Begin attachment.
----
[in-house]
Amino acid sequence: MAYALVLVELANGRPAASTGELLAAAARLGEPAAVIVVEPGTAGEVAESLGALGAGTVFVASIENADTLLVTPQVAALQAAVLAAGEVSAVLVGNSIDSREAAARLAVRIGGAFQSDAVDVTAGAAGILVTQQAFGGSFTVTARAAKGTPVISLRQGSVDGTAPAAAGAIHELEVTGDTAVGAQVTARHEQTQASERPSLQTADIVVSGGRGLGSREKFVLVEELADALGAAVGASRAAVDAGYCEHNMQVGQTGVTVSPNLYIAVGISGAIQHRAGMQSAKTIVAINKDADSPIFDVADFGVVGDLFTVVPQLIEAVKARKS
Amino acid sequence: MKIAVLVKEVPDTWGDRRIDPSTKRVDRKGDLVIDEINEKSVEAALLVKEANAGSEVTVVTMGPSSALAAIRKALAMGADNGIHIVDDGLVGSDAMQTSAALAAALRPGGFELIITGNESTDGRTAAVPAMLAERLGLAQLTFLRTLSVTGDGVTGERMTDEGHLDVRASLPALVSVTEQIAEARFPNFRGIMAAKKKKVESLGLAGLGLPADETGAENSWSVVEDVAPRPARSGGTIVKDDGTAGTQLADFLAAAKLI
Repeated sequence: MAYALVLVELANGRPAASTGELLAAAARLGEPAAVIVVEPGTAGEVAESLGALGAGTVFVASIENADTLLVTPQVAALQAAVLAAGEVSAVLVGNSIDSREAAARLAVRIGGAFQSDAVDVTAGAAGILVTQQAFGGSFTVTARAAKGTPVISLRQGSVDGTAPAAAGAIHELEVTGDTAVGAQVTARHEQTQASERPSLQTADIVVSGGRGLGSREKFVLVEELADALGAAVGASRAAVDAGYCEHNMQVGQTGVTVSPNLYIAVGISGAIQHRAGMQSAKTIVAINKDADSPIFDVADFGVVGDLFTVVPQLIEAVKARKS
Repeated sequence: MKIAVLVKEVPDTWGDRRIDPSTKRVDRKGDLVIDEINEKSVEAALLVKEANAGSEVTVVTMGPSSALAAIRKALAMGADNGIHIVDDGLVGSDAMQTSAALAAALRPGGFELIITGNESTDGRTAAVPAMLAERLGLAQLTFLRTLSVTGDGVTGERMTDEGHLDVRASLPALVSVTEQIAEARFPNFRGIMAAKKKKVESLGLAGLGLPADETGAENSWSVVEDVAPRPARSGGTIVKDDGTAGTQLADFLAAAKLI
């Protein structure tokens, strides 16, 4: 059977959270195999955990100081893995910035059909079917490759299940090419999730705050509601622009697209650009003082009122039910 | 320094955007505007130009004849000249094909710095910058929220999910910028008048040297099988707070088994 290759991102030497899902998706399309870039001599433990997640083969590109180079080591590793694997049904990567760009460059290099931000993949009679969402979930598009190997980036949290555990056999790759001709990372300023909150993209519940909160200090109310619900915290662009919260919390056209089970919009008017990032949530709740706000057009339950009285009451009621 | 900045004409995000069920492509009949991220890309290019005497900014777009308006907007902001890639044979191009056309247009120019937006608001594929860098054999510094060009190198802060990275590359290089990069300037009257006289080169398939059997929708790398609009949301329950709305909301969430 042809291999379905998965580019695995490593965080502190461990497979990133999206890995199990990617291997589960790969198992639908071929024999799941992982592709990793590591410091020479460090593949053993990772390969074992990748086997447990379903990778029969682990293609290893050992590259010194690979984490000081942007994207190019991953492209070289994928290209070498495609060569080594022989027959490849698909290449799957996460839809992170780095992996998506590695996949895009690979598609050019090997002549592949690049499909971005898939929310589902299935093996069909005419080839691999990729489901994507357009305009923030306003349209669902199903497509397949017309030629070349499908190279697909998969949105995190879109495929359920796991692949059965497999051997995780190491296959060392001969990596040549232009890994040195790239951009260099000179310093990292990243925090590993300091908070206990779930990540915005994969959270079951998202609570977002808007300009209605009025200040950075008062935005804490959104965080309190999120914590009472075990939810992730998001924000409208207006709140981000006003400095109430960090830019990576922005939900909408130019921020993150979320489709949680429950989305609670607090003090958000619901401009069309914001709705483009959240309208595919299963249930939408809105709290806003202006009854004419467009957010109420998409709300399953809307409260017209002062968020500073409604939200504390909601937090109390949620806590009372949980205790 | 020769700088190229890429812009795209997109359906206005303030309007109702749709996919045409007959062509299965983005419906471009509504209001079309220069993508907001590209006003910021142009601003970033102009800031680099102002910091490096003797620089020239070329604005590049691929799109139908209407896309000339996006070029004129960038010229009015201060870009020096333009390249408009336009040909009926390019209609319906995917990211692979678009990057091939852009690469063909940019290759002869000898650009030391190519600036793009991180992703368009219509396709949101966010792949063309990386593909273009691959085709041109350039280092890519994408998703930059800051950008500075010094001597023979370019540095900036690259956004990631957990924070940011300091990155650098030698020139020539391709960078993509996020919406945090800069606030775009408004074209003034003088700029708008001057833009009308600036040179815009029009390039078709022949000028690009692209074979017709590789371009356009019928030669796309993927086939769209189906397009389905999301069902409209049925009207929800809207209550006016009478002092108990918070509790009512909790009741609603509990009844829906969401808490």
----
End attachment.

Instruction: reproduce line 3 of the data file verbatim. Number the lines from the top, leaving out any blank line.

Amino acid sequence: MKIAVLVKEVPDTWGDRRIDPSTKRVDRKGDLVIDEINEKSVEAALLVKEANAGSEVTVVTMGPSSALAAIRKALAMGADNGIHIVDDGLVGSDAMQTSAALAAALRPGGFELIITGNESTDGRTAAVPAMLAERLGLAQLTFLRTLSVTGDGVTGERMTDEGHLDVRASLPALVSVTEQIAEARFPNFRGIMAAKKKKVESLGLAGLGLPADETGAENSWSVVEDVAPRPARSGGTIVKDDGTAGTQLADFLAAAKLI